Analysis of Secular Character Development Programs and Materials

The following is part of The Cardinal Newman Society’s series of analyses of secular materials and programs used in Catholic education. Such materials and programs must be carefully evaluated to determine if their underlying philosophy, content, and activities are aligned to the mission of Catholic education and, if used, what adaptations might be needed.

The Newman Society’s “Policy Guidance Related to Secular Materials and Programs in Catholic Education” offers a framework for such evaluation and is the basis for this particular analysis.

Overview

By their very nature, schools form character; as long as schools have existed, there have been character development programs and materials. Many are designed for public schools and are therefore secular in orientation.[1]

Because public schools cannot directly address the theological foundations of virtue, morality, and character, they primarily rely on cultural, psychological, or philosophical assumptions to ground their efforts. Unfortunately, many programs and materials designed primarily for public schools have been tainted by atheistic humanism or relativism. Other resources are more promising, based on concepts of natural law and a traditional Western understanding of the human person without explicitly teaching traditional Christian norms.

The latter approach may be a good choice for public schools seeking stronger, more thoughtful, and more compelling character education. However, Catholic schools should be wary of using such resources; if used, they should be adapted significantly.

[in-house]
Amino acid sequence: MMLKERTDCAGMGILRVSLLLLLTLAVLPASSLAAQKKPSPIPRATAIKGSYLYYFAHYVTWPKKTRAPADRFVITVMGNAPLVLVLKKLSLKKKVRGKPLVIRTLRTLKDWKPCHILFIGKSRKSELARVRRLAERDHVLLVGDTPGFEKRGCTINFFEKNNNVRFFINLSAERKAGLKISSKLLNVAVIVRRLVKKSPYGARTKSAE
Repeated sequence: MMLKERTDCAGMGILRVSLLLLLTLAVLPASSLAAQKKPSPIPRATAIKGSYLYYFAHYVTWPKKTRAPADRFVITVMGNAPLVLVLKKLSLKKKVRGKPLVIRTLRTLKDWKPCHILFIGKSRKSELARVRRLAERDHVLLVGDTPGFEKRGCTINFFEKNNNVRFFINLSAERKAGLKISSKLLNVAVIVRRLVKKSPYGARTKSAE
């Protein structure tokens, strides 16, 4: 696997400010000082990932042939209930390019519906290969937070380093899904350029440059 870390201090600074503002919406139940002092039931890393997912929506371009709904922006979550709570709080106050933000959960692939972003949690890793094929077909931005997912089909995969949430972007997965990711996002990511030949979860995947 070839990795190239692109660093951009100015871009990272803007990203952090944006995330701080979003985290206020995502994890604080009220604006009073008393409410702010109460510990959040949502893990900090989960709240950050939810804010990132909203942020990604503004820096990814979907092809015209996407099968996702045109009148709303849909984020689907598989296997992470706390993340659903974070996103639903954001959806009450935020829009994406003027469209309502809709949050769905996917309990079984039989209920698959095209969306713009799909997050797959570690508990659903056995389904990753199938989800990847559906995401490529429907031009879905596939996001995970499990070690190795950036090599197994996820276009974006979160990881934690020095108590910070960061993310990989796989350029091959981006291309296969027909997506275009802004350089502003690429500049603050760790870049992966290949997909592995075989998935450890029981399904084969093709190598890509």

Programs and materials written from a “morally neutral,” purely humanistic, or relativistic perspective should only be used after an extensive integration of Catholic values and morals to make them suitable for Catholic school use. Such adaptations will help counter the modern culture’s assumptions that humanity, on its own, can figure out and achieve human perfection and excellence without God’s guidance and grace. Such a humanistic sense is antithetical to the fundamental mission of Catholic education.

St. John Paul II reminds us that, “In Christ and through Christ man has acquired full awareness of his dignity, of the heights to which he is raised, of the surpassing worth of his own humanity, and of the meaning of his existence.”[2] In a Catholic school, any attempt to discuss humanity, morality, and goodness without final reference to Christ, who fully reveals man to himself, is unthinkable. The very reason we have Catholic schools is to address these critical issues in the fullness of truth and with the guidance of Christ’s teaching and grace. To import a secular program which a priori was forced to surrender these truths to suit an international or public-school restriction is inadvisable.

One of the critical functions of a Catholic school is to impart a Christian understanding of the world, which allows students to interpret and give order to human culture in the light of faith.[3] Unadapted use of secular programs and materials related to human formation violates this principle of Catholic education. The Catholic school is called to transmit an understanding of humanity that is inspired by Catholic wisdom and scriptural insight. This understanding is not meant to remain theoretical but is meant to be put into practice in a student’s life, so as to provide for the integration of culture with faith and faith with living. Human wisdom is not enough in considering issues of humanity and human excellence; divine wisdom must also be carefully considered and applied. Secular efforts which are limited to defining human beings through their relationships with other human beings and with nature do not offer a complete answer to the unavoidable, fundamental question of, “Who is man?”